Thursday, December 26, 2013

The Circle


Have you ever wanted to just grab someone by the shoulders and shake them awake because they seemed oblivious to the seriousness of the things going on around them—or worse, the things happening to them? If not, I would like to introduce you to Mae Holland, the na├»ve young protagonist Dave Eggers’ latest novel, The Circle. Trust me, you’ll want to do more than just shake her before the book’s end.

Truthfully, I really liked Mae at first, and I especially enjoyed her excitement and wide-eyed wonder at landing a dream job at a powerful tech company called—you guessed it—the Circle. Like most  new employees, Mae is eager to please her superiors (including college-friend Annie, who pulled strings to get her the job), but in doing so she seems almost as eager to give herself away in the process. For example, all Circle employees are expected to participate in various company activities (there are hundreds of them) and contribute to the company’s social-network feeds (Zing, InnerCircle, OuterCircle, etc.), all of which are taken into account when calculating an employee’s “Participation Rank.” Okay, fine: The food in the cafeteria today was excellent. Zing! Whatever. But when Mae is dressed down for spending a weekend at home (as opposed to staying on campus and “participating”) and for having the gall to go kayaking (an activity she enjoys doing alone as a means to de-stress) without documenting any of it on her social feeds, I was bothered by her acceptance of these criticisms as valid. Frankly, I wanted her to stand up and tell those pinheads to go to h—oh, wait, can’t write that here. But you get the point. Unfortunately, Mae telling them that what she does on her own time is her own business would have been useless, because at the Circle, everything you do is the Circle’s business. Rather than rebel, Mae acquiesces, and in doing so, she begins to lose herself.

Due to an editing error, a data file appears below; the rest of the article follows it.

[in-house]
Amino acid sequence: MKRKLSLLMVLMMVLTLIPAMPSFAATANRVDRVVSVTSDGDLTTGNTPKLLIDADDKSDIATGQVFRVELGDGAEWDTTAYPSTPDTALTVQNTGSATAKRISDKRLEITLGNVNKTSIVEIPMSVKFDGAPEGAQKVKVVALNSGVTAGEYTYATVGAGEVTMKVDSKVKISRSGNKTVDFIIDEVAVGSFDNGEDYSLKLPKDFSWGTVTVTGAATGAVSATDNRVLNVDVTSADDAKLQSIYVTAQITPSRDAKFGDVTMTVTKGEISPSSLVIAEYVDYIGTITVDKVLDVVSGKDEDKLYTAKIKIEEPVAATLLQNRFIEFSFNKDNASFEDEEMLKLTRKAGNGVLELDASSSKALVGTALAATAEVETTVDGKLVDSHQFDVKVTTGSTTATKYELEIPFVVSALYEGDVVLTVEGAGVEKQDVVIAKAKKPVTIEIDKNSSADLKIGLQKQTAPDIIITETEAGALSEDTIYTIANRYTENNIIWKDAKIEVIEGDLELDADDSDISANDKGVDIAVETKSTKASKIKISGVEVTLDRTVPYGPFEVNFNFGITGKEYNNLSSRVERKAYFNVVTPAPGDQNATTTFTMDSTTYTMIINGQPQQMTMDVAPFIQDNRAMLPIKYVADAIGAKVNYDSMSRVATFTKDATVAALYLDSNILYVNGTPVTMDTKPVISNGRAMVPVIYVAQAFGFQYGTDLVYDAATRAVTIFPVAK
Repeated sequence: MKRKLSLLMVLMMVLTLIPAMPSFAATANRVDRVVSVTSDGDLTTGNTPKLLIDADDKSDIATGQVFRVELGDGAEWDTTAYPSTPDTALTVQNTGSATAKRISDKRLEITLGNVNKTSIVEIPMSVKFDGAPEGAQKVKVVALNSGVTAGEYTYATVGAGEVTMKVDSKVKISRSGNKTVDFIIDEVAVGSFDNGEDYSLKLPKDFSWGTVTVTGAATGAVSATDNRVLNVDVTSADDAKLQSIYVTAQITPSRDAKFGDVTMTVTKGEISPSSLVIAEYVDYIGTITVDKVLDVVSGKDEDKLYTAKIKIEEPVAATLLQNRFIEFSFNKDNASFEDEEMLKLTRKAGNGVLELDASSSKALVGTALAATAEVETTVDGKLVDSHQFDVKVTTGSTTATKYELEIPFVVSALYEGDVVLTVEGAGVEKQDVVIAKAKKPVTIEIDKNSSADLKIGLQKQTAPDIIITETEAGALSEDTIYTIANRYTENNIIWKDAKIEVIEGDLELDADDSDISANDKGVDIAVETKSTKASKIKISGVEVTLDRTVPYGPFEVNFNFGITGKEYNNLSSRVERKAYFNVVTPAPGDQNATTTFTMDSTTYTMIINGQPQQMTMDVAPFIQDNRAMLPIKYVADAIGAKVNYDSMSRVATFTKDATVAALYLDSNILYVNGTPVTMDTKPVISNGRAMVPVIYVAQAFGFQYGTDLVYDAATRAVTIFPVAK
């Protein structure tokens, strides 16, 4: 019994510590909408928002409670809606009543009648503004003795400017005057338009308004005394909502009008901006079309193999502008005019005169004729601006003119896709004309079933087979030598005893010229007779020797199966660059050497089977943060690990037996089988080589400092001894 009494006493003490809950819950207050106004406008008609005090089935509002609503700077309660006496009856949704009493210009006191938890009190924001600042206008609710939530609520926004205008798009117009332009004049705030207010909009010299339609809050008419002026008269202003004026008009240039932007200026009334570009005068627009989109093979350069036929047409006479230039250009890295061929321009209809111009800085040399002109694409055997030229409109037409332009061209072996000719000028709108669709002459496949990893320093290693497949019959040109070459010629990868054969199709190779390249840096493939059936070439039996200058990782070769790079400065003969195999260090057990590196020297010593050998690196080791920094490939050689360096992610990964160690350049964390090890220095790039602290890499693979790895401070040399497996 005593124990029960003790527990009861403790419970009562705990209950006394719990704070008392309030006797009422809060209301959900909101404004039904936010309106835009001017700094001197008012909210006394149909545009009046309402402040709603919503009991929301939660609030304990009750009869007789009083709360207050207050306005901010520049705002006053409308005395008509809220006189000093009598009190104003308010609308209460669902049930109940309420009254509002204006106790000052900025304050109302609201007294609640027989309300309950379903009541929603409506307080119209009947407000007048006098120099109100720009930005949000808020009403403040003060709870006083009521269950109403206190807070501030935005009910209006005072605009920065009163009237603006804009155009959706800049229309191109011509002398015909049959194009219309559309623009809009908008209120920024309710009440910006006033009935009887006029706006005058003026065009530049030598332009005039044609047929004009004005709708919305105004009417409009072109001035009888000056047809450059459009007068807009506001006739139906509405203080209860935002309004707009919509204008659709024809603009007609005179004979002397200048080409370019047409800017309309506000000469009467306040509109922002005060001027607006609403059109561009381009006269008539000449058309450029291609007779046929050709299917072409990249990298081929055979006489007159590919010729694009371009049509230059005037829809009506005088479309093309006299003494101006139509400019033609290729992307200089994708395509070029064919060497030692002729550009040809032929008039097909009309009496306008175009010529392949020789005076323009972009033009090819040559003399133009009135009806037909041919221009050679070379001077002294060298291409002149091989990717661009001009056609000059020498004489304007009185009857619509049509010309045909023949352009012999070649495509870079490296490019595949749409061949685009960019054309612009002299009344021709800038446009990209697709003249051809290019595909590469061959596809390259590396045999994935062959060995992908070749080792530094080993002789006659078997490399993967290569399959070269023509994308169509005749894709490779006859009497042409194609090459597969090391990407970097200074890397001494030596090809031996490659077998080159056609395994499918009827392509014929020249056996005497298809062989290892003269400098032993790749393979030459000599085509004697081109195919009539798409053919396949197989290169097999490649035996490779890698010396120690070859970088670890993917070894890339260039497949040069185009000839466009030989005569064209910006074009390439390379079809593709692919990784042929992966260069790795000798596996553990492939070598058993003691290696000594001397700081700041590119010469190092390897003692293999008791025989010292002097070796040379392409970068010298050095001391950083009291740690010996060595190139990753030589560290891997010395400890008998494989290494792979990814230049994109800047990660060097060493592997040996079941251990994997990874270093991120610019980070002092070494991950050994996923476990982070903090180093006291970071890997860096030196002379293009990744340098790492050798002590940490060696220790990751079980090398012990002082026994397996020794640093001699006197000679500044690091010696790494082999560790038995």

By the time we reach the second act of the story, where the Orwellian slogans SECRETS ARE LIES, SHARING IS CARING, and PRIVACY IS THEFT are trotted out at a company pep-rally (seriously, didn’t any of these people read 1984?), Mae finds herself quickly ascending through the company ranks and becoming a star both inside and outside the Circle—and, of course, a rival to Annie for the attention of their social-network overlords. The price is Mae’s sense of self and any remaining scrap of privacy she might have held onto, not to mention her friendship with Annie. Admittedly, much of what happens in this half of the book is so over-the-top that I found it silly, but with the ever-growing reach of surveillance, internet and otherwise, perhaps some elements might not be beyond the realm of possibility. All in all, though, The Circle is a good and quick read, and (if digested with an open mind) it should lead to some interesting discussions on the state of privacy in our increasingly transparent world.  

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